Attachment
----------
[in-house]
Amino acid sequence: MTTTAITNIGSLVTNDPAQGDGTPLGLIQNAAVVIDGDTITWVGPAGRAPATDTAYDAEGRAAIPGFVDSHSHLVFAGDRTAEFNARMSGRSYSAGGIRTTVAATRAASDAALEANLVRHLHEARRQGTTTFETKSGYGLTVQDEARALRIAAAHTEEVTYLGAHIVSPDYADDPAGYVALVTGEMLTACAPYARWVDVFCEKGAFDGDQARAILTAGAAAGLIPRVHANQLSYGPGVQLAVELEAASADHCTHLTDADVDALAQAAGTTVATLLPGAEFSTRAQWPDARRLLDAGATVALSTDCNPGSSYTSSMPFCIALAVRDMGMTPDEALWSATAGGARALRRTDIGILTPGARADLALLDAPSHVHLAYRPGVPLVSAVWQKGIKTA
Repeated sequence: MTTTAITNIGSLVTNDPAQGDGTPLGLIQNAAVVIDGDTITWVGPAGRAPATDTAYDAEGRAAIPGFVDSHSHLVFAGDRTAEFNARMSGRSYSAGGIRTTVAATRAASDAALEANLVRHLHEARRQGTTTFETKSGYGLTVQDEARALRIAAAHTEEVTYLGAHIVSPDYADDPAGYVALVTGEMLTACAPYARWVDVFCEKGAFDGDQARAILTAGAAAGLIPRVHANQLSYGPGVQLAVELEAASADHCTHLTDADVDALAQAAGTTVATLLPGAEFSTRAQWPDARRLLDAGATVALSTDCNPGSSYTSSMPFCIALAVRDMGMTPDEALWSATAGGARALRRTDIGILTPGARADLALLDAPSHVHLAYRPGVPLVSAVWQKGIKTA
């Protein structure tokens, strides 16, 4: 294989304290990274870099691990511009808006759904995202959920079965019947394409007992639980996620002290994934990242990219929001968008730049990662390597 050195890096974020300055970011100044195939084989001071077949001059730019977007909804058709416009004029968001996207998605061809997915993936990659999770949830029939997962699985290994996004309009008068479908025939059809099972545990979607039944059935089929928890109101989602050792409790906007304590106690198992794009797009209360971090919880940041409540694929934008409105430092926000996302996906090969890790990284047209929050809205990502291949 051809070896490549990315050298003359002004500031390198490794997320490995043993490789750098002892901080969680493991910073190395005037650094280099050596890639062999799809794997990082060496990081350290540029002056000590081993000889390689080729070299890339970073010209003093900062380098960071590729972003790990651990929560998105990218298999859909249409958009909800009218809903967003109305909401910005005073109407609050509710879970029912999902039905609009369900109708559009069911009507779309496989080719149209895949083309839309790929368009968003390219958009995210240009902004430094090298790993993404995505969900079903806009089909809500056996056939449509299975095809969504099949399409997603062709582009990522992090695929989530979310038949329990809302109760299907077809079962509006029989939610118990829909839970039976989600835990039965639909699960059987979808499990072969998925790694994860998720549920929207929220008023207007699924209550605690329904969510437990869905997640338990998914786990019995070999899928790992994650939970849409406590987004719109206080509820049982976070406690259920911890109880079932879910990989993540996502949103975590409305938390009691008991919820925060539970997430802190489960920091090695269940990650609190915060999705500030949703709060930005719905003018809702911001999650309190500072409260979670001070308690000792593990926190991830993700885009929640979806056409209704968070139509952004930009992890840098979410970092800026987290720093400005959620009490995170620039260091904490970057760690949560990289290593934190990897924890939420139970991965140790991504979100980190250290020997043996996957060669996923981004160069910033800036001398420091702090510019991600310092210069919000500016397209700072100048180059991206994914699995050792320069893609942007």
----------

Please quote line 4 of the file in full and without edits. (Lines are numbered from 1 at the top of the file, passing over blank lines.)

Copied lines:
């Protein structure tokens, strides 16, 4: 294989304290990274870099691990511009808006759904995202959920079965019947394409007992639980996620002290994934990242990219929001968008730049990662390597 050195890096974020300055970011100044195939084989001071077949001059730019977007909804058709416009004029968001996207998605061809997915993936990659999770949830029939997962699985290994996004309009008068479908025939059809099972545990979607039944059935089929928890109101989602050792409790906007304590106690198992794009797009209360971090919880940041409540694929934008409105430092926000996302996906090969890790990284047209929050809205990502291949 051809070896490549990315050298003359002004500031390198490794997320490995043993490789750098002892901080969680493991910073190395005037650094280099050596890639062999799809794997990082060496990081350290540029002056000590081993000889390689080729070299890339970073010209003093900062380098960071590729972003790990651990929560998105990218298999859909249409958009909800009218809903967003109305909401910005005073109407609050509710879970029912999902039905609009369900109708559009069911009507779309496989080719149209895949083309839309790929368009968003390219958009995210240009902004430094090298790993993404995505969900079903806009089909809500056996056939449509299975095809969504099949399409997603062709582009990522992090695929989530979310038949329990809302109760299907077809079962509006029989939610118990829909839970039976989600835990039965639909699960059987979808499990072969998925790694994860998720549920929207929220008023207007699924209550605690329904969510437990869905997640338990998914786990019995070999899928790992994650939970849409406590987004719109206080509820049982976070406690259920911890109880079932879910990989993540996502949103975590409305938390009691008991919820925060539970997430802190489960920091090695269940990650609190915060999705500030949703709060930005719905003018809702911001999650309190500072409260979670001070308690000792593990926190991830993700885009929640979806056409209704968070139509952004930009992890840098979410970092800026987290720093400005959620009490995170620039260091904490970057760690949560990289290593934190990897924890939420139970991965140790991504979100980190250290020997043996996957060669996923981004160069910033800036001398420091702090510019991600310092210069919000500016397209700072100048180059991206994914699995050792320069893609942007």